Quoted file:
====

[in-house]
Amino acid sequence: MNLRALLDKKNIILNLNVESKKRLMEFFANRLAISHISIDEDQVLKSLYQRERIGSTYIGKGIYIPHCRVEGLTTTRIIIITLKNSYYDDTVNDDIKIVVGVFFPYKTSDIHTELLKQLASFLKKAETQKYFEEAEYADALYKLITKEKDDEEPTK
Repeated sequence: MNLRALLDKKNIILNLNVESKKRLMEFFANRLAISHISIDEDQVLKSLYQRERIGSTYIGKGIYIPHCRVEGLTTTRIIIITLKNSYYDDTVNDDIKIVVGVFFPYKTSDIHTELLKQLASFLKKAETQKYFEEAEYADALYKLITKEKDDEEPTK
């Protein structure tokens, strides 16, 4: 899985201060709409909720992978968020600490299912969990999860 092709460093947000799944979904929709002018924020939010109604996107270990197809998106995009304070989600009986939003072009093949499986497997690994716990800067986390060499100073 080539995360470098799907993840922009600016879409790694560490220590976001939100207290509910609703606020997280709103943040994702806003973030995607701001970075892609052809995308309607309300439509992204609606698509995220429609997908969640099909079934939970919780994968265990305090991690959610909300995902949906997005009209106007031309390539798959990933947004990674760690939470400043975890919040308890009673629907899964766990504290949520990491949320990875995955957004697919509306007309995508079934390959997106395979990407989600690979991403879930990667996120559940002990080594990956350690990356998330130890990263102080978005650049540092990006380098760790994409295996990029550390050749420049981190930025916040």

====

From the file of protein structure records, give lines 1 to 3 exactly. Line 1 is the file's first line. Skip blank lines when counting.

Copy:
[in-house]
Amino acid sequence: MNLRALLDKKNIILNLNVESKKRLMEFFANRLAISHISIDEDQVLKSLYQRERIGSTYIGKGIYIPHCRVEGLTTTRIIIITLKNSYYDDTVNDDIKIVVGVFFPYKTSDIHTELLKQLASFLKKAETQKYFEEAEYADALYKLITKEKDDEEPTK
Repeated sequence: MNLRALLDKKNIILNLNVESKKRLMEFFANRLAISHISIDEDQVLKSLYQRERIGSTYIGKGIYIPHCRVEGLTTTRIIIITLKNSYYDDTVNDDIKIVVGVFFPYKTSDIHTELLKQLASFLKKAETQKYFEEAEYADALYKLITKEKDDEEPTK